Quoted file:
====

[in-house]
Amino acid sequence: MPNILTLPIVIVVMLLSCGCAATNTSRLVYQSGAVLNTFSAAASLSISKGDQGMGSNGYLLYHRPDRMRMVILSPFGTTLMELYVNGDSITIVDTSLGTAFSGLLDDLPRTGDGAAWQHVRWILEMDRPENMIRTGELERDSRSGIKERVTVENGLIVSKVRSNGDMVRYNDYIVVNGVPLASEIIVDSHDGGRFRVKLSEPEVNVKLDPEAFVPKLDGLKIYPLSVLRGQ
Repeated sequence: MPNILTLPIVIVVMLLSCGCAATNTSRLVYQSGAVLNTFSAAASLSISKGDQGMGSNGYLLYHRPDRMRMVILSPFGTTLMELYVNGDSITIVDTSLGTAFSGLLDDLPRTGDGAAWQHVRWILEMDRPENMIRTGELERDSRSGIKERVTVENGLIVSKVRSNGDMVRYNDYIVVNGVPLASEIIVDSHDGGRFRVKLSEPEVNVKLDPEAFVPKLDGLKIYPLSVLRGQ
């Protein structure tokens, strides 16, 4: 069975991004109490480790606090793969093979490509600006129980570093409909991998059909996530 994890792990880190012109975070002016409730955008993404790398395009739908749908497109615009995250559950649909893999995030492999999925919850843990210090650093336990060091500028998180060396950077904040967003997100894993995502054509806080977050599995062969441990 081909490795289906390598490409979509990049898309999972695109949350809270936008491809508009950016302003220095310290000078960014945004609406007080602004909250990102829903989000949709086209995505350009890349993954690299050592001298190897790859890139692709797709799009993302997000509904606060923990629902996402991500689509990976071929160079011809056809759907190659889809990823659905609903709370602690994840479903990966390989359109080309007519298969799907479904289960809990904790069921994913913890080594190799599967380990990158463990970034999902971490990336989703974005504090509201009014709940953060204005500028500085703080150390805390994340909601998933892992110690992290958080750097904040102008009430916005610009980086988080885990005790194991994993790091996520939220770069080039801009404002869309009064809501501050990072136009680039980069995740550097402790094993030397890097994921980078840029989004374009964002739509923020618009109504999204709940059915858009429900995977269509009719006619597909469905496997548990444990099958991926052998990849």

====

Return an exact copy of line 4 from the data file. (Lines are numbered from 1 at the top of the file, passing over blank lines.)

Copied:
């Protein structure tokens, strides 16, 4: 069975991004109490480790606090793969093979490509600006129980570093409909991998059909996530 994890792990880190012109975070002016409730955008993404790398395009739908749908497109615009995250559950649909893999995030492999999925919850843990210090650093336990060091500028998180060396950077904040967003997100894993995502054509806080977050599995062969441990 081909490795289906390598490409979509990049898309999972695109949350809270936008491809508009950016302003220095310290000078960014945004609406007080602004909250990102829903989000949709086209995505350009890349993954690299050592001298190897790859890139692709797709799009993302997000509904606060923990629902996402991500689509990976071929160079011809056809759907190659889809990823659905609903709370602690994840479903990966390989359109080309007519298969799907479904289960809990904790069921994913913890080594190799599967380990990158463990970034999902971490990336989703974005504090509201009014709940953060204005500028500085703080150390805390994340909601998933892992110690992290958080750097904040102008009430916005610009980086988080885990005790194991994993790091996520939220770069080039801009404002869309009064809501501050990072136009680039980069995740550097402790094993030397890097994921980078840029989004374009964002739509923020618009109504999204709940059915858009429900995977269509009719006619597909469905496997548990444990099958991926052998990849």